Cybercrime is constantly evolving and in recent years we have witnessed a steep increase in the number of cyber-attacks as criminals become more advanced and creative in their attack methods.
According to a recent report from McAfee, the global cost of cybercrime has now reached as much as $600 billion annually, which correlates to a worrying 0.8 percent of global GDP. This is a massive growth from 2014 when the same analysis reported the cost at $445 billion.
Cybercrime is no longer a niche subject but a global security problem that poses a very real and dangerous threat to organisations around the world.
There are some organisations that prove a more lucrative target for cybercrime than others and in the last year banks have been hit hardest by this global wave of cyber-attacks.
The attacks have been far reaching and have hit financial institutions in every corner of the world. In the UK, hackers targeted Tesco Bank and stole over £2 million from customer accounts, in the US over 100 million people had their private data leaked when Equifax was breached, and in Mexico, attackers made off with $15.4 million after a targeted attack on five banks.
In the last five months alone, Mastercard has tracked over 20 million intrusion attempts to its systems, demonstrating the persistent and constant threat faced by financial institutions across the world.
Why are banks getting hit so hard?
Cyber criminals follow the money, and banks and financial institutions have more money than most organisations making them a very lucrative and attractive target. Despite banks investing heavily in strengthening their cyber security defences, today’s cyber criminals are becoming more sophisticated in their attack methods. They have a thorough understanding of the inner workings of the banking system and are quick to exploit any possible vulnerability to launch an attack.
What methods are attackers using to penetrate the bank’s security systems?
Criminals are using a range of attack methods to target banks. In recent years, there has been a steep increase in the number of DDOS (distributed denial of service) attacks. DDOS attacks are used to disable computer systems by flooding them with high volumes of internet traffic. This method was recently used to cripple financial institutions across the Netherlands, and last year, attackers used a DDOS attack to bring down Lloyds Banking Group’s digital services causing widespread disruption.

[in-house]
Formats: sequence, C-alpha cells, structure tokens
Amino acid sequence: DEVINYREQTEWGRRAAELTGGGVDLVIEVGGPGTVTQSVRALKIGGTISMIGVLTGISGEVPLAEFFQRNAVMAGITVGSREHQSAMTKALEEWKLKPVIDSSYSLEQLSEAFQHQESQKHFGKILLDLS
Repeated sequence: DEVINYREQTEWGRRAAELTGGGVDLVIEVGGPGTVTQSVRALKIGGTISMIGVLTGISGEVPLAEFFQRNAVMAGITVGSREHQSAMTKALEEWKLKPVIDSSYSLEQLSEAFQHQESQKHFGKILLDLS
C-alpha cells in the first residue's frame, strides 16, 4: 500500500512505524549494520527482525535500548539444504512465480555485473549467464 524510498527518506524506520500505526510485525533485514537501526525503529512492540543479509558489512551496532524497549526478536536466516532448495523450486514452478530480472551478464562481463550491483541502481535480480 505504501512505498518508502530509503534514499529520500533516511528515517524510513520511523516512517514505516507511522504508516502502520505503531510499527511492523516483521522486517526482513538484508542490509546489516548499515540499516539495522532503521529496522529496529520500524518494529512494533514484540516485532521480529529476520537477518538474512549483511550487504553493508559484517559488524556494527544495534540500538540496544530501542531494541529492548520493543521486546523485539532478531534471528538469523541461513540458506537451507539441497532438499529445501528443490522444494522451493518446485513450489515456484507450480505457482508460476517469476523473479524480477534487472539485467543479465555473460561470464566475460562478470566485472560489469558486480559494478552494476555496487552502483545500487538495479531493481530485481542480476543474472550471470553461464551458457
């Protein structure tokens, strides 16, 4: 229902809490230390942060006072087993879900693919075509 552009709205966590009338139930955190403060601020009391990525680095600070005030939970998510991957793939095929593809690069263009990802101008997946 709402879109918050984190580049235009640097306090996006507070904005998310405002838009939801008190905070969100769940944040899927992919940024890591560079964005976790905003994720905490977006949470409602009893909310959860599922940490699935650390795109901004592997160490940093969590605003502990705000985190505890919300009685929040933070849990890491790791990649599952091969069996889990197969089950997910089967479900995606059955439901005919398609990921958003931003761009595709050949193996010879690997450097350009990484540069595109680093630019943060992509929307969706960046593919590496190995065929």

Phishing and Malware
As has proved the case in many other industries, one of the easiest ways for attackers to bypass traditional security measures is to exploit the human factor and target an organisation’s employees. The criminals use a range of social engineering tactics to penetrate an organisation’s security systems and phishing remains the most popular and effective way to do this.
In research conducted by Positive Technologies, employees at 75% of banks had clicked on links in phishing messages, and in 25% of banks, at least one employee ran a malicious attachment on their computer.
This is exactly how cybercriminals managed to pull off one of the world’s biggest cyberheists in the infamous Carbanak attack which saw as much as $1 billion stolen from over 100 financial institutions throughout the world.
The multinational gang behind the attack, gained entry into the banks’ computer systems by sending employees spear phishing emails which appeared to come from legitimate sources. As soon as the banks’ employees clicked on the links their computers were infected with Carbanak malware.
This enabled the attackers to gain entry into the internal network and infect servers that controlled ATM machines. The criminals would remotely instruct the machines to dispense cash and have members of the gang at pick-up points to collect the stolen money. They also used e-payment methods to transfer money from financial institutions to criminal accounts.